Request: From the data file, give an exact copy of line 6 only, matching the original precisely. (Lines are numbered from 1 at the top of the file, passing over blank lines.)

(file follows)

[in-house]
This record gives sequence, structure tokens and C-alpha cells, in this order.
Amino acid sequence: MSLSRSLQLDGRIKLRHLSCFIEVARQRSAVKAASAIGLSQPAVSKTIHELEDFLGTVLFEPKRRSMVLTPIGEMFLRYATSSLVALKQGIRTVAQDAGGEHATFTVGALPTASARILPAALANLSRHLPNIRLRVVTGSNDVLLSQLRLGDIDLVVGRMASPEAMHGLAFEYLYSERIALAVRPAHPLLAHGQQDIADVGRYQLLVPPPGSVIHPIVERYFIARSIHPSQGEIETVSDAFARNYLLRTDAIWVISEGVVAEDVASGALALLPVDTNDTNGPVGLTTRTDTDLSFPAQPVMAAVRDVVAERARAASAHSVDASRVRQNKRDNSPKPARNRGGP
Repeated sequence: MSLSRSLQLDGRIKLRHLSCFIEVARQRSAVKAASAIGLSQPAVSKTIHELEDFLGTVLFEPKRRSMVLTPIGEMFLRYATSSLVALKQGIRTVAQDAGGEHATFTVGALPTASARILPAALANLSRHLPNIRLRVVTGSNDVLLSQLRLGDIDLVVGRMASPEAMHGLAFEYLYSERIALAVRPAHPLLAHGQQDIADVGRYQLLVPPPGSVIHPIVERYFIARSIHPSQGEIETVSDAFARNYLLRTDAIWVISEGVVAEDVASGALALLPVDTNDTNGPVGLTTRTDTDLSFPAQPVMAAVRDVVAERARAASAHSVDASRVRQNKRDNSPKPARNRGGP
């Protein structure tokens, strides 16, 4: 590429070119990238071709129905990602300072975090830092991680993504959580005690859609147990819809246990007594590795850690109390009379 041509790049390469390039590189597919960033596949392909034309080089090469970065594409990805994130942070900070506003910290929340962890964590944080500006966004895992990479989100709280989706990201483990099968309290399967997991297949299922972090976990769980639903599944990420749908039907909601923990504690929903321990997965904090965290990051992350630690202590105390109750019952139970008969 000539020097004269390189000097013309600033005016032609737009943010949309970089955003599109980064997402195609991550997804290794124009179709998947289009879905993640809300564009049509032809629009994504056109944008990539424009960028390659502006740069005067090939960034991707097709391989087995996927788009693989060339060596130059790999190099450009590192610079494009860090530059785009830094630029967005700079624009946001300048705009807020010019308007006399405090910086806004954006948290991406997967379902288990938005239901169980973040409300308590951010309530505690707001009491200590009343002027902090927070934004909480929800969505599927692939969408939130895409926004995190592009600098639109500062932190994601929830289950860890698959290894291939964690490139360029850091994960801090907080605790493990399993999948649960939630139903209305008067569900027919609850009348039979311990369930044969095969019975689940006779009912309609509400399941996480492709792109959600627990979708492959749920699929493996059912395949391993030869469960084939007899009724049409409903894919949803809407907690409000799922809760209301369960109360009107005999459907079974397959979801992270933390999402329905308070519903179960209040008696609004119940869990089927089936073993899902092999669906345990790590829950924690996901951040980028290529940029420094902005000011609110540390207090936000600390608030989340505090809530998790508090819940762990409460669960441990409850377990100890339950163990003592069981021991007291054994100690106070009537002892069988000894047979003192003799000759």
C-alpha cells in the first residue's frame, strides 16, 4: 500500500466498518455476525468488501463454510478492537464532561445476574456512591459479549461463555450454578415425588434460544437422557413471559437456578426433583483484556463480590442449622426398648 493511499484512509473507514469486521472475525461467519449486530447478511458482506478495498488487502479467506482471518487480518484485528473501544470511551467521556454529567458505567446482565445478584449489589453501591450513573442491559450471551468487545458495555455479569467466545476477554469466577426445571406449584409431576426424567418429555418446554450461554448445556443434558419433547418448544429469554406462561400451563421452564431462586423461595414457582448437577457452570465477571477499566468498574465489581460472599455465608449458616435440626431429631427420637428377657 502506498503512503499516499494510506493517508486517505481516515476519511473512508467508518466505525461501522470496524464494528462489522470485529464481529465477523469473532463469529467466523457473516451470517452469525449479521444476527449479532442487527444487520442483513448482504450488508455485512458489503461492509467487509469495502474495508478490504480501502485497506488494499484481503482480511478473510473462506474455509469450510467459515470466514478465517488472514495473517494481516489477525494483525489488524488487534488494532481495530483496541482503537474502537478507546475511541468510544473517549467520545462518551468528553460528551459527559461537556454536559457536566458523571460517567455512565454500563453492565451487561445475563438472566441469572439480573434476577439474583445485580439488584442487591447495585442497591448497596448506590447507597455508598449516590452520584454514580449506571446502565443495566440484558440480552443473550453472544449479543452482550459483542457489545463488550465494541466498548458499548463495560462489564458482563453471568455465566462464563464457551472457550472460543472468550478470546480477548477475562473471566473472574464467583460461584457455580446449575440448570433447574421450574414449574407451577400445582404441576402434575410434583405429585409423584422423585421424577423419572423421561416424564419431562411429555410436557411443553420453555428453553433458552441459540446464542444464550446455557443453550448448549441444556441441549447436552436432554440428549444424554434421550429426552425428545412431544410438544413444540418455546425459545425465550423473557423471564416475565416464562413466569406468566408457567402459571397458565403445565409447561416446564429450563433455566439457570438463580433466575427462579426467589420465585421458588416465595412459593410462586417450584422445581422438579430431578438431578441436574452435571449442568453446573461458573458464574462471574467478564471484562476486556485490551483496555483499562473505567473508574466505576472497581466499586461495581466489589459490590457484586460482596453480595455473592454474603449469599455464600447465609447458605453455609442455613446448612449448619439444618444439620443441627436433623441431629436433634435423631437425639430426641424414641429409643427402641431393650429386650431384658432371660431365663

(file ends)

C-alpha cells in the first residue's frame, strides 16, 4: 500500500466498518455476525468488501463454510478492537464532561445476574456512591459479549461463555450454578415425588434460544437422557413471559437456578426433583483484556463480590442449622426398648 493511499484512509473507514469486521472475525461467519449486530447478511458482506478495498488487502479467506482471518487480518484485528473501544470511551467521556454529567458505567446482565445478584449489589453501591450513573442491559450471551468487545458495555455479569467466545476477554469466577426445571406449584409431576426424567418429555418446554450461554448445556443434558419433547418448544429469554406462561400451563421452564431462586423461595414457582448437577457452570465477571477499566468498574465489581460472599455465608449458616435440626431429631427420637428377657 502506498503512503499516499494510506493517508486517505481516515476519511473512508467508518466505525461501522470496524464494528462489522470485529464481529465477523469473532463469529467466523457473516451470517452469525449479521444476527449479532442487527444487520442483513448482504450488508455485512458489503461492509467487509469495502474495508478490504480501502485497506488494499484481503482480511478473510473462506474455509469450510467459515470466514478465517488472514495473517494481516489477525494483525489488524488487534488494532481495530483496541482503537474502537478507546475511541468510544473517549467520545462518551468528553460528551459527559461537556454536559457536566458523571460517567455512565454500563453492565451487561445475563438472566441469572439480573434476577439474583445485580439488584442487591447495585442497591448497596448506590447507597455508598449516590452520584454514580449506571446502565443495566440484558440480552443473550453472544449479543452482550459483542457489545463488550465494541466498548458499548463495560462489564458482563453471568455465566462464563464457551472457550472460543472468550478470546480477548477475562473471566473472574464467583460461584457455580446449575440448570433447574421450574414449574407451577400445582404441576402434575410434583405429585409423584422423585421424577423419572423421561416424564419431562411429555410436557411443553420453555428453553433458552441459540446464542444464550446455557443453550448448549441444556441441549447436552436432554440428549444424554434421550429426552425428545412431544410438544413444540418455546425459545425465550423473557423471564416475565416464562413466569406468566408457567402459571397458565403445565409447561416446564429450563433455566439457570438463580433466575427462579426467589420465585421458588416465595412459593410462586417450584422445581422438579430431578438431578441436574452435571449442568453446573461458573458464574462471574467478564471484562476486556485490551483496555483499562473505567473508574466505576472497581466499586461495581466489589459490590457484586460482596453480595455473592454474603449469599455464600447465609447458605453455609442455613446448612449448619439444618444439620443441627436433623441431629436433634435423631437425639430426641424414641429409643427402641431393650429386650431384658432371660431365663